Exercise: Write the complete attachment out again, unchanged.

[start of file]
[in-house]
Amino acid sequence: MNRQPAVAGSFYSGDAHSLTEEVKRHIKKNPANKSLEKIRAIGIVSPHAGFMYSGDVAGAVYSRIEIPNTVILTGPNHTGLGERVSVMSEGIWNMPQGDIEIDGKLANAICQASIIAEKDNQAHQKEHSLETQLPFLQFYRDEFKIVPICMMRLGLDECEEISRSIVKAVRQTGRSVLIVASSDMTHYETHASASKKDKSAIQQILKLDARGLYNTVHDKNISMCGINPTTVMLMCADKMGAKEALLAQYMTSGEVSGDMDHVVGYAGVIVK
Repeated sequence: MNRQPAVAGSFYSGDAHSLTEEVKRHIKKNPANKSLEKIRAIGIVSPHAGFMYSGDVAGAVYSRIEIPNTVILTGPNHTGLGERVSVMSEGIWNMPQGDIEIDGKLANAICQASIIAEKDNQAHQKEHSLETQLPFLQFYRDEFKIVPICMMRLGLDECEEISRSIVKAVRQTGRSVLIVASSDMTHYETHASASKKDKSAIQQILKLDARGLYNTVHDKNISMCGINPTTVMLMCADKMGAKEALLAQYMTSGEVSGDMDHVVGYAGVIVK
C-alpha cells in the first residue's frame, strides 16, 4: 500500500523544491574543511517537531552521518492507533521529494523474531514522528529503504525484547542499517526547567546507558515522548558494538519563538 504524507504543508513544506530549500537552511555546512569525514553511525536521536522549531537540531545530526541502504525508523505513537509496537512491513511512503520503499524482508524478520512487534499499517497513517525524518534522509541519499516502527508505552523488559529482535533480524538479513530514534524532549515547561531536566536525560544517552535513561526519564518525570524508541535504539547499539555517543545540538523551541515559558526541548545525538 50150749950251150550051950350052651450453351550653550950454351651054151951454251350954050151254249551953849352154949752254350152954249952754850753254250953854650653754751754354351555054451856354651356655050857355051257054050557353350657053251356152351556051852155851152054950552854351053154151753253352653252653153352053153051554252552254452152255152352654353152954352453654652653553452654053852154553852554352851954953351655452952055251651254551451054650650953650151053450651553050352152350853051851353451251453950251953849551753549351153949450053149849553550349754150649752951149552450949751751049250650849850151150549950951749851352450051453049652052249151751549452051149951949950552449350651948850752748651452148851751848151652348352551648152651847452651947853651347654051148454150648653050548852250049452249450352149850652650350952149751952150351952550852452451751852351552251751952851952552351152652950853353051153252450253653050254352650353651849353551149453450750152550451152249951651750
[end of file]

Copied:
[in-house]
Amino acid sequence: MNRQPAVAGSFYSGDAHSLTEEVKRHIKKNPANKSLEKIRAIGIVSPHAGFMYSGDVAGAVYSRIEIPNTVILTGPNHTGLGERVSVMSEGIWNMPQGDIEIDGKLANAICQASIIAEKDNQAHQKEHSLETQLPFLQFYRDEFKIVPICMMRLGLDECEEISRSIVKAVRQTGRSVLIVASSDMTHYETHASASKKDKSAIQQILKLDARGLYNTVHDKNISMCGINPTTVMLMCADKMGAKEALLAQYMTSGEVSGDMDHVVGYAGVIVK
Repeated sequence: MNRQPAVAGSFYSGDAHSLTEEVKRHIKKNPANKSLEKIRAIGIVSPHAGFMYSGDVAGAVYSRIEIPNTVILTGPNHTGLGERVSVMSEGIWNMPQGDIEIDGKLANAICQASIIAEKDNQAHQKEHSLETQLPFLQFYRDEFKIVPICMMRLGLDECEEISRSIVKAVRQTGRSVLIVASSDMTHYETHASASKKDKSAIQQILKLDARGLYNTVHDKNISMCGINPTTVMLMCADKMGAKEALLAQYMTSGEVSGDMDHVVGYAGVIVK
C-alpha cells in the first residue's frame, strides 16, 4: 500500500523544491574543511517537531552521518492507533521529494523474531514522528529503504525484547542499517526547567546507558515522548558494538519563538 504524507504543508513544506530549500537552511555546512569525514553511525536521536522549531537540531545530526541502504525508523505513537509496537512491513511512503520503499524482508524478520512487534499499517497513517525524518534522509541519499516502527508505552523488559529482535533480524538479513530514534524532549515547561531536566536525560544517552535513561526519564518525570524508541535504539547499539555517543545540538523551541515559558526541548545525538 50150749950251150550051950350052651450453351550653550950454351651054151951454251350954050151254249551953849352154949752254350152954249952754850753254250953854650653754751754354351555054451856354651356655050857355051257054050557353350657053251356152351556051852155851152054950552854351053154151753253352653252653153352053153051554252552254452152255152352654353152954352453654652653553452654053852154553852554352851954953351655452952055251651254551451054650650953650151053450651553050352152350853051851353451251453950251953849551753549351153949450053149849553550349754150649752951149552450949751751049250650849850151150549950951749851352450051453049652052249151751549452051149951949950552449350651948850752748651452148851751848151652348352551648152651847452651947853651347654051148454150648653050548852250049452249450352149850652650350952149751952150351952550852452451751852351552251751952851952552351152652950853353051153252450253653050254352650353651849353551149453450750152550451152249951651750